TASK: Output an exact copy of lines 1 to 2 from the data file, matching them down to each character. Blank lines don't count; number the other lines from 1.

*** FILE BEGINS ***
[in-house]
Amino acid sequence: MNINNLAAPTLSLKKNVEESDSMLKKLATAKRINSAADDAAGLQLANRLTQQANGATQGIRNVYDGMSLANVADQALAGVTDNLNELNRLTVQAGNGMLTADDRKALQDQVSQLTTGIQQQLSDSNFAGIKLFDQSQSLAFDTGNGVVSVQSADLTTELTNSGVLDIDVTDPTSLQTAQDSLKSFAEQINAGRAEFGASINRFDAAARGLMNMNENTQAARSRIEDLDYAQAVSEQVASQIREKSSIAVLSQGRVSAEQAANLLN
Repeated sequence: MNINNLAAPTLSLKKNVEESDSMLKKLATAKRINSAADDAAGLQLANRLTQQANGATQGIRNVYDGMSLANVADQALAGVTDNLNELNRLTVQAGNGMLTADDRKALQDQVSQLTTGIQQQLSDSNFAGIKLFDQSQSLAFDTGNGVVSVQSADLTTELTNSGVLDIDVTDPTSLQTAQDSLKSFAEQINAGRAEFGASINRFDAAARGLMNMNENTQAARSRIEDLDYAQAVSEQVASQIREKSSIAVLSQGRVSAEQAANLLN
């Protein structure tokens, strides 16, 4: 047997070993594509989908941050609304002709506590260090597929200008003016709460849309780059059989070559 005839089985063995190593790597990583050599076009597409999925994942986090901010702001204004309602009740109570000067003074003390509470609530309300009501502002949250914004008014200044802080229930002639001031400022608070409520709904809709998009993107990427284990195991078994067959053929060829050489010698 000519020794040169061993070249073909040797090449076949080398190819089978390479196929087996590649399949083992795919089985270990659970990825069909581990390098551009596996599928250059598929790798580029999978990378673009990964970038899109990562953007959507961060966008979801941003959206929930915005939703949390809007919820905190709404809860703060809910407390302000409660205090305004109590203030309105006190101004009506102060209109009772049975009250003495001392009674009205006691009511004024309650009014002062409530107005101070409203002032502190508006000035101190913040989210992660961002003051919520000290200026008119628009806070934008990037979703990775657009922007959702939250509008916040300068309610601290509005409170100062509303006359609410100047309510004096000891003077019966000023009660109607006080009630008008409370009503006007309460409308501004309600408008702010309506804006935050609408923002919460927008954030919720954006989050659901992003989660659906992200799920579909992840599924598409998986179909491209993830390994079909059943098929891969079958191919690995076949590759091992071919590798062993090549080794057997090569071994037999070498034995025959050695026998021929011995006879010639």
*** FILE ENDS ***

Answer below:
[in-house]
Amino acid sequence: MNINNLAAPTLSLKKNVEESDSMLKKLATAKRINSAADDAAGLQLANRLTQQANGATQGIRNVYDGMSLANVADQALAGVTDNLNELNRLTVQAGNGMLTADDRKALQDQVSQLTTGIQQQLSDSNFAGIKLFDQSQSLAFDTGNGVVSVQSADLTTELTNSGVLDIDVTDPTSLQTAQDSLKSFAEQINAGRAEFGASINRFDAAARGLMNMNENTQAARSRIEDLDYAQAVSEQVASQIREKSSIAVLSQGRVSAEQAANLLN